This system might benefit from a lithium ion fast charge nanotech battery configured to match the capacitor bank voltage. It would allow hard emergency braking, then the braking energy could be quickly dumped to the capacitor bank to restore the braking energy capacity of the batteries again.

It would provide a consistent, smooth braking effect no matter what the state of charge of the capacitor bank was.

Bill Cox

Two points:

First, the 'Claims' by EEStor are what they said in their patent application years ago. The inventors are a bunch of researchers with no clue about production costs, and a little thing called reality is a heck of an obstacle between and idea and production. Since then, I don't think I've heard any claims at all from EEStor.

Second, ultracapacitors are better, not worse than batteries for regenerative breaking. They charge/discharge faster, and with less loss.

My own primary concern for the technology (assuming it's real) is explosions. What will keep these things from going up in a huge ball of fire when the plates are shorted?


Well, I would guess that since none of the materials are flammable (i.e. explosive) and most are already oxides, there would be no explosion. Obviously, there would be alot of heat generated, so I wouldn't try and grab the capacitor afterward as it might reach a couple thousand degrees F, but I don't think it should be any more dangerous than gasoline.


FYI I got this off another forum.
It is supposed to be a copy of the actual EEStor patent.



Why do people always cry about fireballs and explosions when talking about batteries? Remember gasoline? The main ingredient in napalm? That stuff that fuels your current car?

And as for EEStor, I'm hopeful yet skeptical. I'm not praising it for saving the world yet, but if their claims are true, then I'll probably start doing that. And with the current timeframe of Q1 2007, we'll know pretty soon, won't we?

Also, there are a couple of indicators that this is the real deal:
1. Kleiner Perkins investment- A major, legitimate venture capitalist firm would probably not even consider throwing millions of dollars at a venture that wasn't going anywhere. Also, this means the start up has the finances to actually get moving.
2. Feel Good Cars deal: EEStor has already signed a deal with an auto manufacturer. Again, more legitimacy, because no company would just throw money around unless they thought it would really get them somewhere.
3. Richard Weir and Carl Nelson: We know who these people are, they were engineers at IBM and Xerox, and have already started up a successful company before: Tulip Memory Systems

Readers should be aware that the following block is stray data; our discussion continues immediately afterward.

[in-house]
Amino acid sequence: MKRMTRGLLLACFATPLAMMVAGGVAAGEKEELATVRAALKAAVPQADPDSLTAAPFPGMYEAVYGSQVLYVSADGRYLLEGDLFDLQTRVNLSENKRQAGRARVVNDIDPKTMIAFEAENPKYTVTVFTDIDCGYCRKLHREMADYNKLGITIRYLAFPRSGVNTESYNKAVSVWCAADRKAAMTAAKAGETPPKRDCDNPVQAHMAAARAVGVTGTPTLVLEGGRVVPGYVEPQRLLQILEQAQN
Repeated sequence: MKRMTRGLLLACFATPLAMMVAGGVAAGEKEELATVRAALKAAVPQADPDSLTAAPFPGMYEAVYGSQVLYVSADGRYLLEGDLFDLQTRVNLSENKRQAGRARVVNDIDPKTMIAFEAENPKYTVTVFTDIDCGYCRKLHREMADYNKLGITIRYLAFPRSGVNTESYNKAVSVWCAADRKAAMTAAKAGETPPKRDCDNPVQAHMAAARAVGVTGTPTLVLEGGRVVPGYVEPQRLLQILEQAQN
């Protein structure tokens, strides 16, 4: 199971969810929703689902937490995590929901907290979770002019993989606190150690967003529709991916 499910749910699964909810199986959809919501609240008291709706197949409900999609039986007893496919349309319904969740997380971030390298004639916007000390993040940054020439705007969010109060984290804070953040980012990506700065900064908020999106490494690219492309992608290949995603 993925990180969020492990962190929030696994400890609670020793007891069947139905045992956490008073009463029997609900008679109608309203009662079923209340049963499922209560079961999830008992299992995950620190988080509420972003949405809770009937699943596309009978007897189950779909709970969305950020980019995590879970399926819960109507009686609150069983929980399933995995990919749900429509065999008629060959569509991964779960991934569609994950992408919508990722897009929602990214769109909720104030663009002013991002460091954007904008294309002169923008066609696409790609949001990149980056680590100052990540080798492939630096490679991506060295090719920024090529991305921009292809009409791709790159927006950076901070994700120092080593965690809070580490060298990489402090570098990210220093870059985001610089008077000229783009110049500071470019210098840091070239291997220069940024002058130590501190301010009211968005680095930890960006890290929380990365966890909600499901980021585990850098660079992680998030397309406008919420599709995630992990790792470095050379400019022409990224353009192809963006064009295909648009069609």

4. Building on proven technology: Ultra capacitors are in almost every piece of electronics today. This company is only claiming they can build one that stores alot more energy in a given volume/mass. This isn't some crazy Zero Point Energy scheme or something like that.




I suspect that the CNN article is a wild exaggeration of what's really possible. They make it sound like EEStor can make a Ferrari capable of 500 miles for $9 out of a normal family sedan for only a small premium for the engine. Well, I'll believe that when I see it!

The claims may have some truth individually, but not all at the same time, which is implied in the article.

Expect to see modestly powered small cars with desent acceleration and modest top speed first. At a substantial premium. But I'm sure there will be a market, and prices/performace ratio will continue to improve.

Paul Dietz

Why do people always cry about fireballs and explosions when talking about batteries? Remember gasoline? The main ingredient in napalm? That stuff that fuels your current car?

The gasoline in your car's tank is in contact with only a small amount of air. The oxidized and reduced materials in a battery are much closer together. The energy in a capacitor is in an even more potentially explosive form.


Paul: Good points. I have seen far smaller capacitors explode...this EEStore thing (IF real) has the power of over 100 sticks of dynamite. Failure analysis will be tricky.

Klaus: Venture capitalists can be hoodwinked when they don't look deep enough. I could show you a capacitor that on the surface looks like it would work, but when you try to multiply it or charge it as they are claiming, it fails.

The "ultracapacitors" you refer to are necessarily rated at 3 volts or less. They cannot take the high voltage (3000v) needed, the physics doesn't work.

Further more, the EEStore announcement gets pushed further and further out...see the post on http://thefraserdomain.typepad.com/energy/2006/01/eestor_ultracap.html#comment-24008179

The EEStore system for Zenn cars is now sometime in 2008.

new balance

Don't part with your illusions . When they are gone you may still exist , but you have ceased to live.